Frida Kahlo: Appearances Can Be Deceiving
In an age when technology and connectivity are so closely aligned with culture, artists have grown to achieve new levels of celebrity and fame, sometimes even surpassing that which their work merits. Many can attribute Andy Warhol and Salvador Dali as the earliest and most noteworthy examples of this contemporary phenomenon, but truth be told, it was perhaps Frida Kahlo who pioneered this notion of artist-as-celebrity.
Throughout her brief, albeit wildly highly influential career, Kahlo’s main subject remained herself - creating a profound connection between her work as a painter and her trademark visage. Kahlo’s self portraits explored questions of race and identity, while allowing the Mexican born artist the opportunity to project a carefully constructed representation of herself for the world to see. While the breadth of Kahlo’s influence as an early 20th century female artist lies undisputed, the latest exhibition honoring Kahlo’s life and career focuses on the unique elements of the iconic painter’s instantly recognizable style that became an integral part of her identity.
In ‘Frida Kahlo: Appearances Can Be Deceiving,’ now open at the Brooklyn Museum, Kahlo’s clothing and personal possessions are presented alongside important paintings, drawings and photographs, serving as necessary vehicles to better understand her private life and work.
Rediscovered in 2004 after being locked away since Kahlo’s death in 1954, these personal artifacts range from a selection of contemporary and pre-colonial jewelry – denoting her love of bodily adornment – as well as Kahlo’s famed Tehuana clothing and custom shoes, all of which were designed by the artist and handmade.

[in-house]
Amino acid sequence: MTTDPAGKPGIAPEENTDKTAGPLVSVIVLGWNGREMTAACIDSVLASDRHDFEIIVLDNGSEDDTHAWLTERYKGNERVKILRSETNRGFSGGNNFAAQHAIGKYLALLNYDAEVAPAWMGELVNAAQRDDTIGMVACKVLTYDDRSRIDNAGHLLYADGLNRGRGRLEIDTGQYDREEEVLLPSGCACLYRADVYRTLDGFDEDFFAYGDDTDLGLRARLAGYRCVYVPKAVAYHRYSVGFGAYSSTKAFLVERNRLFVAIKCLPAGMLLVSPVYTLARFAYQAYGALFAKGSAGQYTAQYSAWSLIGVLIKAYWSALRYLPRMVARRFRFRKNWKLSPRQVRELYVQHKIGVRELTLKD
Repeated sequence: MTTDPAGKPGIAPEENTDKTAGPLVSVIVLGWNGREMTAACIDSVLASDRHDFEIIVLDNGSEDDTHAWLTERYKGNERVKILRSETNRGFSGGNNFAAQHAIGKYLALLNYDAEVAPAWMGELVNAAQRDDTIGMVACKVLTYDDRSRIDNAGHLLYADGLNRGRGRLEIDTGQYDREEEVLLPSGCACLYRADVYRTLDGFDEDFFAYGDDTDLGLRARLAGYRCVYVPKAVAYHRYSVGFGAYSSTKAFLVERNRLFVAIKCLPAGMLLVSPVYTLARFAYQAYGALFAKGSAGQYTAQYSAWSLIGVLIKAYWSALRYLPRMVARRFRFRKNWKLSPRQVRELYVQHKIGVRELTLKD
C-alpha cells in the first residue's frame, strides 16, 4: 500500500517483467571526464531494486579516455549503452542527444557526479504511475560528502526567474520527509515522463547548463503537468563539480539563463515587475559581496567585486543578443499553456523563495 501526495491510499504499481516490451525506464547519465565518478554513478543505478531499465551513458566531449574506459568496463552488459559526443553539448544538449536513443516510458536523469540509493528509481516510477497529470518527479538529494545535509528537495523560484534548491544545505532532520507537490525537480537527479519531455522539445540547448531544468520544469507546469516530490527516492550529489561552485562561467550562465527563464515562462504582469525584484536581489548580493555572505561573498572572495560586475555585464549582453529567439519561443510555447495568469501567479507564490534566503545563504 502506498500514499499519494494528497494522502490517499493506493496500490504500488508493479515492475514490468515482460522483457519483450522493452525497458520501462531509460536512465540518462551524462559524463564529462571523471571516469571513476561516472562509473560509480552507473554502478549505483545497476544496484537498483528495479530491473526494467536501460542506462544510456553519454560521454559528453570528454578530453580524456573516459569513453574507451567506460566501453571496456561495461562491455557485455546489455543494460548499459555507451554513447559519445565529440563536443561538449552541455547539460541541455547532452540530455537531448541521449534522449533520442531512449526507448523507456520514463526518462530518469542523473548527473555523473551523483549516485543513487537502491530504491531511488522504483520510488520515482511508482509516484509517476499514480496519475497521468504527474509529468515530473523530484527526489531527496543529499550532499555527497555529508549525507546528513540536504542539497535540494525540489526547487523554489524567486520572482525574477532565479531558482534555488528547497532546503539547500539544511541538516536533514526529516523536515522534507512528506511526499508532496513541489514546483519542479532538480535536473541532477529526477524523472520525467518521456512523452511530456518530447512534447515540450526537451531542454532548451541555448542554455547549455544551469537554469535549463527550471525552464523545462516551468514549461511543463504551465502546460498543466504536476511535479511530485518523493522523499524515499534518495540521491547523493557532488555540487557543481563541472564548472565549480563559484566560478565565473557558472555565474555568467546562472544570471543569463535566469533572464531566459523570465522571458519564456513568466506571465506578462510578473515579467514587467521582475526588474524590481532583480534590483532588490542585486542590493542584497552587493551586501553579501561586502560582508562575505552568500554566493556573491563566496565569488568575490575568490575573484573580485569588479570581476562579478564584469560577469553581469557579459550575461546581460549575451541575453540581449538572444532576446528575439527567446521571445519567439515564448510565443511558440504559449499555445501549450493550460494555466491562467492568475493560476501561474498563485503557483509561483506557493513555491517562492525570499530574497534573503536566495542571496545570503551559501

Following a horrific bus accident as a young girl, Kahlo struggled her entire adult life with deteriorating health and overall wellbeing. Even in moments of immense sorrow, Kahlo spent her days in bed adorning her braces and prosthetics, as well as hand-painting corsets with politically activated imagery, further blurring the lines between her life and work.
Despite her reclusive lifestyle, rarely leaving the Coyoacán home she shared with husband Diego Rivera, Kahlo kept a pulse on 20th century culture. Favoring perfume by Schiaparelli and Chanel, Kahlo took deep pride in her collection of makeup, often using Revlon products and dark lipsticks to fashion her daily appearance much as she did in her portraits.
Based on a 2012 exhibition at the Frida Kahlo Museum in Mexico, ‘Frida Kahlo: Appearances Can Be Deceiving’ draws masterful connections between the personal possessions and professional work of Mexico’s greatest female painter; a must see exhibition for art and fashion lovers looking to better understand the history and life of Frida Kahlo.